What makes it special:
It’s easily distinguished by its smaller size compared to the other bears, lack of hump above the forelegs, amore straight posture as compared to concave posture by most bears and possession of smaller claws. They are found in Canada and the United States of America.
A 6mm or 30caliber will do if the shot is placed accurately, but you don't want to be underarmed.
Easy? No. Dangerous? Yes. Worth it all? Absolutely! Go hunt your life's adventure
This is a hunt featuring adventure, patience and fun. These bears have thicker bones and fat layer making them difficult to trail even after being wounded. Their small size and great sense of smell, eyesight and hearing brings out the adventure and tricky part of hunting them.
The black bear roams a large area of land both during day and night. It is best hunted using intermittent short stalks or still hunts. Stalks involve walking upwind to avoid detection through their strong sense of smell. Walking on raised platforms like ridges that overlook feeding areas can turn fruitful. Still hunt involves lying and waiting for them at knows feeding spots. They are mostly found in thickets, mashes, plain fields and in dense vegetation.
In the Black bear hunting, the hunter may mimic rabbit sounds or fawn bleats to draw them close. The calls are, however, only effective if the hunter’s ordure is masked. Shots should be placed accurately. Due to the muscular bone and skins, the only effective shot that will guarantee bringing it down is behind the front shoulder. The shot should be taken when the leg is striding forward. Head shots are not recommended because most of the time, they are not effective.
Selected Black Bear packages
Know the animal
The black bears have a broad head, chunky body, short tail, rounded ears and small black eyes. They are black in color with a white v on the chest and tuned muzzle. They have relatively short curved claws as compared with other members of the bear family. The older ones have bigger faces making their ears look small. The young ones have a narrower face, which makes their ears look larger. Unlike the other members of the family they are less concave in shape. Females are smaller compared to the males.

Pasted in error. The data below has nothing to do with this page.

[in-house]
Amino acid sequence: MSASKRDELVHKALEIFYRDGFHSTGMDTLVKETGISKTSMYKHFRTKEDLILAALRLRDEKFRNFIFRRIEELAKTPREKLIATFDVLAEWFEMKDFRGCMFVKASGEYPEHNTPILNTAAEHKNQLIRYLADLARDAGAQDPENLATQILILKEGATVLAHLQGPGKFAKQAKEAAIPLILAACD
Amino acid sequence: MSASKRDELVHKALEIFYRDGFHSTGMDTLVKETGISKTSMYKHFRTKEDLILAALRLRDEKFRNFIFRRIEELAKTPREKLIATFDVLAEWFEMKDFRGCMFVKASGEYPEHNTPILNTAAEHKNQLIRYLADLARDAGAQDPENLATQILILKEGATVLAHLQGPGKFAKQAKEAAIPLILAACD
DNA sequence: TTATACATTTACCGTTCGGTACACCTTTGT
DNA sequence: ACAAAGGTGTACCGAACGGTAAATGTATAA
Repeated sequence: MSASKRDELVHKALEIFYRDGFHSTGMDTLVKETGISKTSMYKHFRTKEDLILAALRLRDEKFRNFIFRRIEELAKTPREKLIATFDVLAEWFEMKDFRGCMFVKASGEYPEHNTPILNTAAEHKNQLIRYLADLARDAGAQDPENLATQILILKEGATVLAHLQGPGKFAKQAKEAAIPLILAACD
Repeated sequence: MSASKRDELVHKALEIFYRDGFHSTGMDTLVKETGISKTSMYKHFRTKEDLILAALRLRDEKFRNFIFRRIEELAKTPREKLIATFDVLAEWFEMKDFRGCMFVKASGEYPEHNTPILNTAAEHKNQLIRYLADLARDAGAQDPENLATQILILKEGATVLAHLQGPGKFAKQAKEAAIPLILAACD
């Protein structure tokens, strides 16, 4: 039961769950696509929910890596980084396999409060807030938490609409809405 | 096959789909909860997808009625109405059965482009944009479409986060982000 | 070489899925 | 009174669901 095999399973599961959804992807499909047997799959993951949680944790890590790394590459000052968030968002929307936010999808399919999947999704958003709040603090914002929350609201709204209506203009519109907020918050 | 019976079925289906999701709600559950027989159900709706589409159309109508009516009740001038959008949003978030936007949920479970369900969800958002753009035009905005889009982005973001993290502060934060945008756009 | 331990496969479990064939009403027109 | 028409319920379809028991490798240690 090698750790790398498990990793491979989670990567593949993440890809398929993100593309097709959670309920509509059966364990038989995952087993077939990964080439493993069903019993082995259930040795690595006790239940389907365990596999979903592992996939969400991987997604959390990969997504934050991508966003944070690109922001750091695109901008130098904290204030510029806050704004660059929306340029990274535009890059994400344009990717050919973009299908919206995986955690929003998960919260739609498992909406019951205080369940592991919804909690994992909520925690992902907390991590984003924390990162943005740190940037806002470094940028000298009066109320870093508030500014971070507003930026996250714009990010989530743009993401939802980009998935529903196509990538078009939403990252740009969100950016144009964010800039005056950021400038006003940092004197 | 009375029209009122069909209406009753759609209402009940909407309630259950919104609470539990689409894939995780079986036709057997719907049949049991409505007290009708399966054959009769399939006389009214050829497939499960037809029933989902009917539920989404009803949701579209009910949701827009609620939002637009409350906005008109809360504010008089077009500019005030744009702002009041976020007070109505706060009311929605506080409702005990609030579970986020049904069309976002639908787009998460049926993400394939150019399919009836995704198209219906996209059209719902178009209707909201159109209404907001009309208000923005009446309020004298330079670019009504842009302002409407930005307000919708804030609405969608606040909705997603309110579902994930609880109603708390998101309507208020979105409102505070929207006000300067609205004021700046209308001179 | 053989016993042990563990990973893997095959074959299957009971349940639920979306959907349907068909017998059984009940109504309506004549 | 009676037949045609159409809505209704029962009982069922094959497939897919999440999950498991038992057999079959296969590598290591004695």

Found in woodlands and thick vegetation in northern America. Their distribution covers a wide area of northern Canada and northern America.
This is an omnivore animal spending 12 hours a day feeding. 75 of their diet is vegetation. They eat fruits, bulbs, bucks and nut. They also prey on young dears, insects, rabbits and fish.
Grown-ups have no serious predators apart from man. However young ones are prayed on by other black bears, birds of prey and foxes. Their medium claws, good sense of smell and strong bones makes them very elusive.
Their mating is highly seasonal, mating is done during summer and cubs are delivered at the end of winter. The females deliver one to six (most often two or three) hairless, blind cubs. The cubs open their eyes after about thirty days. They are nursed for two years. They reach sexual maturity after three years and are fully grown at five years of age.
They are known to communicate through growls, woofs, roars, bellows and snorts. They have a very good sense of hearing and smell, eyesight that surpasses most animals and mans ability by considerable margin. The males are more aggressive than the females. They are solitary animals and males meet the females only during mating. They are known to congregate in feeding places in which there is a hierarchy based on muscle supremacy. They mark their territory by claw marks on tree backs and rubbing on trees. They feed during both day and night though when living closer to humans they are nocturnal.
Weight and size:
Weight: 57 – 300 kilograms.
Shoulder height: 70 - 105 centimeters
Woodland and thick vegetaion.
They are omnivorous feeding on almost anything.
A grown up bear is rarely preyed on by other animals. Man is the main predator. However cabs (young ones) are predated by older bears, birds of prey and foxes.
Live for 25 to 35 years.